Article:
It is hard to quantify with statistics, which are notoriously limited in assessing defensive performance. For example, one thing you would always think to check when assessing a team’s defensive performance is the number of tackles. England, however, have had the fewest tackles on a per-game basis of any team in the tournament. The secret to a good defence obviously isn’t “don’t tackle”, so the answer probably lies somewhere else.

No team has a better expected goals (xG) conceded per-game average than Southgate’s, for starters. There have been very few quality opposition chances. Thomas Muller’s immediately springs to mind, but that chance gifted to the German attacker came through a somewhat freakish individual error by Raheem Sterling rather than the fundamental breakdown of Southgate and England’s entire system.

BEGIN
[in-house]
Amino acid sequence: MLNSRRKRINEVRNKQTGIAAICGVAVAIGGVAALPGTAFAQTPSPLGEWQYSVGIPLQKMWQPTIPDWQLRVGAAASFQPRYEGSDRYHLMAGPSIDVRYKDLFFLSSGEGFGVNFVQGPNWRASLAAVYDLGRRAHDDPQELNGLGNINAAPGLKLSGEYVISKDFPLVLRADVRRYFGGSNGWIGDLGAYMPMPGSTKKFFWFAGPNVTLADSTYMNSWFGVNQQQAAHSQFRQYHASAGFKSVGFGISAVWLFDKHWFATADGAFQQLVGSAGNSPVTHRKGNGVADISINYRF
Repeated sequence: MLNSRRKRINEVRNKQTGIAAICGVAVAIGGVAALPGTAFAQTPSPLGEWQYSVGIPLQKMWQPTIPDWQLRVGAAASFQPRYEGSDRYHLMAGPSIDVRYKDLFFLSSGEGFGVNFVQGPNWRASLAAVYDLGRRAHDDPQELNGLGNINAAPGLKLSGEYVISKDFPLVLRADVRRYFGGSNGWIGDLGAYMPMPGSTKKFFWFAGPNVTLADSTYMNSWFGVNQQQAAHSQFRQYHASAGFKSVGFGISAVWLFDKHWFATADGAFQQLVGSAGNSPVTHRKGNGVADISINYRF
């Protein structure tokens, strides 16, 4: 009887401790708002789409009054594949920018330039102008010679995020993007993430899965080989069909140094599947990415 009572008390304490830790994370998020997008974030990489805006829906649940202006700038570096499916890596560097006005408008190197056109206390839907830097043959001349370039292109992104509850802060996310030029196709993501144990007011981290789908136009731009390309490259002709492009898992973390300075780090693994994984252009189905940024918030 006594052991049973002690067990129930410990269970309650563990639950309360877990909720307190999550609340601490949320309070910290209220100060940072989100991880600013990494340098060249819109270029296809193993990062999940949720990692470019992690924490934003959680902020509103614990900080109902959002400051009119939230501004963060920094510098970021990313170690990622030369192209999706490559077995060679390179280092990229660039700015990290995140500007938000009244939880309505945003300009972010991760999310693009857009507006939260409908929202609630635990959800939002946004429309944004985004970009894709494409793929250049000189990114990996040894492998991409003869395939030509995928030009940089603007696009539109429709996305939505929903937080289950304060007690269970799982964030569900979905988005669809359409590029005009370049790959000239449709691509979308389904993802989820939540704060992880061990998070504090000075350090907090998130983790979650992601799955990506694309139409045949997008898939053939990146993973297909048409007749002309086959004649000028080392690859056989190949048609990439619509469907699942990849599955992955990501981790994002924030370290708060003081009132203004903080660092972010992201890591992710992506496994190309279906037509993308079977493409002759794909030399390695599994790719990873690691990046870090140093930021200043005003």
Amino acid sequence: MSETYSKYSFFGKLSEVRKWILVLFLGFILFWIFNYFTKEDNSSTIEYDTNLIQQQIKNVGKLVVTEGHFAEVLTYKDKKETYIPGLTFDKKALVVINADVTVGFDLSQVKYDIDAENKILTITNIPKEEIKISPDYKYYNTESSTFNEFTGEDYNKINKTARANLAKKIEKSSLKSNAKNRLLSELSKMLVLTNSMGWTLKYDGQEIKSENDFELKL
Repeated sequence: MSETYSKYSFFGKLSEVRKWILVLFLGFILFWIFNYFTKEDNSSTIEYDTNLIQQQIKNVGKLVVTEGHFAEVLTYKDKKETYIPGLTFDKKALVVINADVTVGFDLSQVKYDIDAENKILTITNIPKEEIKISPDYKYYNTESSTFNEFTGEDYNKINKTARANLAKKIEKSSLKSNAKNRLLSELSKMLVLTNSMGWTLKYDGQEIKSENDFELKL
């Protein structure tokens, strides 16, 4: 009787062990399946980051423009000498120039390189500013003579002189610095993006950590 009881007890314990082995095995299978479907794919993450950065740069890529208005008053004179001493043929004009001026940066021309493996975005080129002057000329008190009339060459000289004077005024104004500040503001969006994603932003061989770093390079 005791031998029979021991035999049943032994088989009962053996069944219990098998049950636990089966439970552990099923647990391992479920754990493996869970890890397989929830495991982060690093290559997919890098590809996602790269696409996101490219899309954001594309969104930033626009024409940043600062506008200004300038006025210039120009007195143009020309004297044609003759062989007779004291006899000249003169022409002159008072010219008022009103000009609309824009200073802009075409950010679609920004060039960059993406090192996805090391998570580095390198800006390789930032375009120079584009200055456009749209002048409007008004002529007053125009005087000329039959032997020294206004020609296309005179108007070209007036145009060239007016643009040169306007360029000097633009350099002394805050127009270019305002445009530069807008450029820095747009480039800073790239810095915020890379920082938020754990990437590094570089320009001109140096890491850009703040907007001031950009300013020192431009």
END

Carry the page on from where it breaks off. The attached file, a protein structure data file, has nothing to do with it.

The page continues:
Roman Yaremchuk was handed a presentable opportunity here in Rome after an equally sloppy pass by Walker. Fortunately, Pickford was on hand to save. That, then, was basically that. A spell of Ukraine pressure at the end of the first half followed but without much in the way of any threat. It was more than Croatia, Scotland and the Czech Republic managed but still not very much.

This is down to the defence in part but it is not exclusively their job to keep chances to a minimum, as the England boss realises. “Our defenders are playing well and our goalkeeper is playing well,” Southgate said, after this latest clean sheet was confirmed. “That's not just been the four players tonight, because obviously we've had changes in other games where players have kept clean sheets, but it's been a collective,” he stressed.